On April 26, I presented a webinar about Express Scribe, a free transcription program I've been using to transcribe content for clients who need their audio recordings time coded and translated. This webinar session, "Express Scribe: Free Audio Transcription Software," was offered through Proz.com. A video recording of the live presentation is now available for purchase here.
We covered the following topics during the live session:
- What is Express Scribe
- Technical Specifications
- System Requirements
- Compatible Hardware
- Formats Supported
- Let's Get to Work!
- Loading Audio Files
- Using hot keys to...
- ...control audio playback
- ...add time stamps
- Transcribing Original Audio
- Time to Translate it!
- Ideas on Project Negotiation
Below you'll find questions that were asked during the webinar, as well as some other comments that were sent to me by email. If you purchase access to the video, have questions after watching the material, and don't see your concerns addressed here, feel free to contact me and contribute to this Q&A list.
How can I start looking for transcription clients?
Just as you would go about finding translation clients, you'd also need to look for people who need transcription services. Think about the areas that would have a good demand. Brainstorm where there is a need for your services. Put your resume together, start practicing, and do the legwork of actually researching your potential client base. You can also pay attention to job boards, like Proz.com or other freelancing websites where people can post information on their project and connect with professionals offering their services.
Three main fields come to mind: Medical, Legal, and Academic. There can be doctors and nurses who recorded information about a patient, instead of putting pen to paper, and they'll need that content transcribed. There are lawyers who have recorded their conversation with their client, or have recordings about an actual court case. There are professors who record their lectures and will need them in text format.
What happens when the audio quality is bad?
It is definitely a challenge! What I can tell you is, make sure you listen to the audio BEFORE you accept the assignment. You can use some resources available on Express Scribe, such as volume control and increase/decrease speed to try to make it easier to understand and transcribe the content. However, sometimes it's just not worth it, because you won't be able to hear what is being said and you won't be able to provide a good transcription and translation service if you can't tell what people are saying...
Do you know of any software that could help improve audio quality?
Yes, there are programs that you can use to apply filters to audio files and try to minimize background noise or make voices sound more clear. Still, it will all depend on the original quality of the recording, and some filters may nevertheless result in garbled audio. In other words, the more you mess with a audio file, the higher the potential of I actually use one called Audacity, and I've taught a webinar about it, which was more geared towards offering voice over services, but has interesting information on how this piece of software can help you edit audio files.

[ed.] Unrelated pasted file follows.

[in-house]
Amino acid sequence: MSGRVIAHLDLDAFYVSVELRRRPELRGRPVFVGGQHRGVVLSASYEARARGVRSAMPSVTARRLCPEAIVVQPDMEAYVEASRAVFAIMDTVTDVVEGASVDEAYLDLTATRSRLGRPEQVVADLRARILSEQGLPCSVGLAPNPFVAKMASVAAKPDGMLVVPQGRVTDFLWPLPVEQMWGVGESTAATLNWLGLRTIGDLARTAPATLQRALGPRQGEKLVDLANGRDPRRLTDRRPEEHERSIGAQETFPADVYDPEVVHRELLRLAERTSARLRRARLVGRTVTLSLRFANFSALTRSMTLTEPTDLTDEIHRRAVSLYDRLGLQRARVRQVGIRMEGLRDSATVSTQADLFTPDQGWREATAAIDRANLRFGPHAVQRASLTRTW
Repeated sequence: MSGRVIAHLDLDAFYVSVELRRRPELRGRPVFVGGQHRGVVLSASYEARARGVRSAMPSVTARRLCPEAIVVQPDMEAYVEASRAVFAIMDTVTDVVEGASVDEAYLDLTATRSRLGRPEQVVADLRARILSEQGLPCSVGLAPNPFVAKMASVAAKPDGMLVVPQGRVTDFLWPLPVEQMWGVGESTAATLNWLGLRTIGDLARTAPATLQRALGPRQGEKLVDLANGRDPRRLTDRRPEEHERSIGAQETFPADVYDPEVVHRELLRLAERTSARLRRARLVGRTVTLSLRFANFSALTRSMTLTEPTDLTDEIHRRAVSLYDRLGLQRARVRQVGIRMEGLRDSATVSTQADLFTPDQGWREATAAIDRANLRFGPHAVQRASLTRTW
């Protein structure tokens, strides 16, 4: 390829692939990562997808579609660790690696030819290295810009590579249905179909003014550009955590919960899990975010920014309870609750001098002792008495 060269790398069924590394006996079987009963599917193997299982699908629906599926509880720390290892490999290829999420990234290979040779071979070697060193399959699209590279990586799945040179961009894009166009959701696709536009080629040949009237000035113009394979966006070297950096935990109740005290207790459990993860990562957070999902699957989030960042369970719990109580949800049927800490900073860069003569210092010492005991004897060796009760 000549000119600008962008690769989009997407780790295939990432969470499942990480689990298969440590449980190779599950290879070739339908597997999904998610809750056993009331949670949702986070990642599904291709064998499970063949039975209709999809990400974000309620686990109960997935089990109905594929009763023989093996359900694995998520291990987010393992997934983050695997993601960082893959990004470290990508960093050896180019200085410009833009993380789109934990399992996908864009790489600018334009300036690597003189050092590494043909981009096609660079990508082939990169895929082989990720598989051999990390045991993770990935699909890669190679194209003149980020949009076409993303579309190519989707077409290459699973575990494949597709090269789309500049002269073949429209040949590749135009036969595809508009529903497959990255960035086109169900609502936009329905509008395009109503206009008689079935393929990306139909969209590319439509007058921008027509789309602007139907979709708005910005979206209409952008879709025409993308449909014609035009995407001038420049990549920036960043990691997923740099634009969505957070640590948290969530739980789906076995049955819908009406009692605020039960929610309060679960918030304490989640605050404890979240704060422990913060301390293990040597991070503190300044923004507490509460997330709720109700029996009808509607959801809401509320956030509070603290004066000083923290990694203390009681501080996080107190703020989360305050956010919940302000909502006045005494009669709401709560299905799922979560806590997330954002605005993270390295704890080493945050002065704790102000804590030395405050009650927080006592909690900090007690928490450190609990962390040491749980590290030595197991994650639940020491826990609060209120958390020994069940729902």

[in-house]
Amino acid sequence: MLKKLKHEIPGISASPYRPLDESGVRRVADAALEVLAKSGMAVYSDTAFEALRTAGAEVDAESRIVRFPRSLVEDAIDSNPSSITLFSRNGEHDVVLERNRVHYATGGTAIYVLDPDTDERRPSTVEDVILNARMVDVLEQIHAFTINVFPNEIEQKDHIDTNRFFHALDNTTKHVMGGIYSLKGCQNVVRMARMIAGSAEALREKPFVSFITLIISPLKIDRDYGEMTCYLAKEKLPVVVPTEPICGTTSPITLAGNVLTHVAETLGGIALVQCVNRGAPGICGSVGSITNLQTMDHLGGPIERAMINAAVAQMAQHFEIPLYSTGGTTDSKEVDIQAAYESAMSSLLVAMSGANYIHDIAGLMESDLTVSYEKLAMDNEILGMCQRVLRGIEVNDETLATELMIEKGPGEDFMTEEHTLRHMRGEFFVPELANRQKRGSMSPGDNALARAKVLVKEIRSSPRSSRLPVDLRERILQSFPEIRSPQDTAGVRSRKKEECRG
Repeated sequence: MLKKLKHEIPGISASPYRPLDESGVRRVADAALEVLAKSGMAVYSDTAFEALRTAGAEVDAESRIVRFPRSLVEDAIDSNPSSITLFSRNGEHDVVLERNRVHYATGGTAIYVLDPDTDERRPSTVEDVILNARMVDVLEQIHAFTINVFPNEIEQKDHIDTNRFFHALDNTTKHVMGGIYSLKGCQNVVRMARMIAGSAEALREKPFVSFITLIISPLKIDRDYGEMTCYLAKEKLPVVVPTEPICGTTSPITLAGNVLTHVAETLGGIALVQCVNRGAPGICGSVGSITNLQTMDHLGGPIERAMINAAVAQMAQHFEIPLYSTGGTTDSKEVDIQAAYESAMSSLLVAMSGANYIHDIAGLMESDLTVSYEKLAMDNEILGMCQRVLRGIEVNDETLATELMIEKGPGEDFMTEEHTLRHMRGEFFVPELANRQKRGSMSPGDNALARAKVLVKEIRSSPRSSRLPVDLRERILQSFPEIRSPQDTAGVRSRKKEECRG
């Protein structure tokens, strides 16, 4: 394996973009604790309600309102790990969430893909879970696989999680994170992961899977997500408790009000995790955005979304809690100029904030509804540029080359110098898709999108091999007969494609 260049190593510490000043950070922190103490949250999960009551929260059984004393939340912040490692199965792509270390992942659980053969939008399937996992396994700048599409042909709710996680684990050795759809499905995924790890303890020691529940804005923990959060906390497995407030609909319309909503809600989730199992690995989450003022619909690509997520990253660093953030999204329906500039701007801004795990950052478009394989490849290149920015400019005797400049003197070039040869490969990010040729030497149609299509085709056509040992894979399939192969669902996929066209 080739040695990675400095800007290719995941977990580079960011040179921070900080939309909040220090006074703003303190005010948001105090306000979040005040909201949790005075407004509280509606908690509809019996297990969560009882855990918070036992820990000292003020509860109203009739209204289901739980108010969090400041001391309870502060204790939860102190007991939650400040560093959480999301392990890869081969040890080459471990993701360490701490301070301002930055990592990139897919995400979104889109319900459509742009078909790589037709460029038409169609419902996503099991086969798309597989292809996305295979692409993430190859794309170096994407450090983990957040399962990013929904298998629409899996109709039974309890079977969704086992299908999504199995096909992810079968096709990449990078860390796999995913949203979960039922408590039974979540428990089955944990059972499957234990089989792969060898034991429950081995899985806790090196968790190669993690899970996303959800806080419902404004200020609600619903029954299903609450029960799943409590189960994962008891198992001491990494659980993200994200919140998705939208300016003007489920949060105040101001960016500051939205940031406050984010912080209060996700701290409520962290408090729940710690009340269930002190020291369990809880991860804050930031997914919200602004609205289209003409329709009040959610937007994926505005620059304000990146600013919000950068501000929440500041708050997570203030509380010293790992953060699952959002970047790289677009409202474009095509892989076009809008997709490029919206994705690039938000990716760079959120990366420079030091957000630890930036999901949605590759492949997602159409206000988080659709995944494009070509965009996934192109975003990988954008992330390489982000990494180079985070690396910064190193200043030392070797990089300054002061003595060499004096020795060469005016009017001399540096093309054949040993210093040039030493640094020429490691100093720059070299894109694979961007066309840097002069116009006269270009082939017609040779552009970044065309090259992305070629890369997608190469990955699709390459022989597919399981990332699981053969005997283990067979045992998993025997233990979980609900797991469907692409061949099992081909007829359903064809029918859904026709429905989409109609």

Can you set a delay for time coding as you can do with subtitling?
You can definitely do that if you use a spreadsheet template and work on an equation that will automatically fill in a time code based on increments, such as 5-second time stamps. In other words, the spreadsheet would populate the time-code column instantly this way: 00:05, 00:10, 00:15, 00:20, 00:25, etc. However, that's only recommended for those projects when the client is not requesting a PRECISE time stamp. Considering the nature of the audio, someone could be talking for a while or there may be more than one voice in the recording, so it will not always be a "clean cut" time stamp that you could control based on a given interval.
Can transcription plugins recognize different accents?
Some plugins may be available in different accents, so you'll see labels like "English (US)" and "English (UK)," for example, when you're installing an audio recognition plugin. Still, we may have a general idea of what certain accents sound like, but there's always a word here and there that may end up getting lost. Even inside the US, there are so many different variations in terms of accents, so you have to test the plugin if you get audio from, let's say, Boston or New Orleans, to see how the machine will interact with it.
Just as you can't trust machine translations blindly, you can't trust speech recognition either. If you use a plugin or another speech recognition solution, make sure you go through the transcribed content in its entirety to make it 100% accurate. Keep in mind you can't tell your clients "Oh, that's how the machine translation translated it" or "Oh, that's what the speech recognition plugin thought was being said" and you, as a human professional, must be the last quality assurance layer before a project is delivered.
Isn't transcription more expensive than translation?
If someone is a transcriptionist and transcribes for a living, they'll most likely charge more for it. However, when working with translation clients who need their audio transcribed AND translated, their frame of mind is that you'll be putting less effort in transcribing the recorded content ("You're just typing what you hear!") when compared to the actual work of translating the message into the target language. It all comes down to a value-added perception, so it's easier for you to charge "X" for transcription and "X times 2" for translation and make sure that the total price is covering the time you'll invest into the complete service.